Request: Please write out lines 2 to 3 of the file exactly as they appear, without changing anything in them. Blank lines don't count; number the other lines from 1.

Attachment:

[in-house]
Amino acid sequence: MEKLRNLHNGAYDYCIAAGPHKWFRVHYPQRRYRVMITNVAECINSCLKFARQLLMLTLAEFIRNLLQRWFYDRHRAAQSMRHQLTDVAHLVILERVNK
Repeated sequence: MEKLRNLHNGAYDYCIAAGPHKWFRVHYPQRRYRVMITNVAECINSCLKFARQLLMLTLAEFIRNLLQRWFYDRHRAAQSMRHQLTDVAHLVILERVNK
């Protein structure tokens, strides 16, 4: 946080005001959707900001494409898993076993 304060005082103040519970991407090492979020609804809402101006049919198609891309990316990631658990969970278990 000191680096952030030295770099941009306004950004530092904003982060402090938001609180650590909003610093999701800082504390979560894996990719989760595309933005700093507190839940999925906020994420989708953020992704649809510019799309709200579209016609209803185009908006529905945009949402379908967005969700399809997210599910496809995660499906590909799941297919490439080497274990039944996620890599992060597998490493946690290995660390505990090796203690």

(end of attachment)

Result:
Amino acid sequence: MEKLRNLHNGAYDYCIAAGPHKWFRVHYPQRRYRVMITNVAECINSCLKFARQLLMLTLAEFIRNLLQRWFYDRHRAAQSMRHQLTDVAHLVILERVNK
Repeated sequence: MEKLRNLHNGAYDYCIAAGPHKWFRVHYPQRRYRVMITNVAECINSCLKFARQLLMLTLAEFIRNLLQRWFYDRHRAAQSMRHQLTDVAHLVILERVNK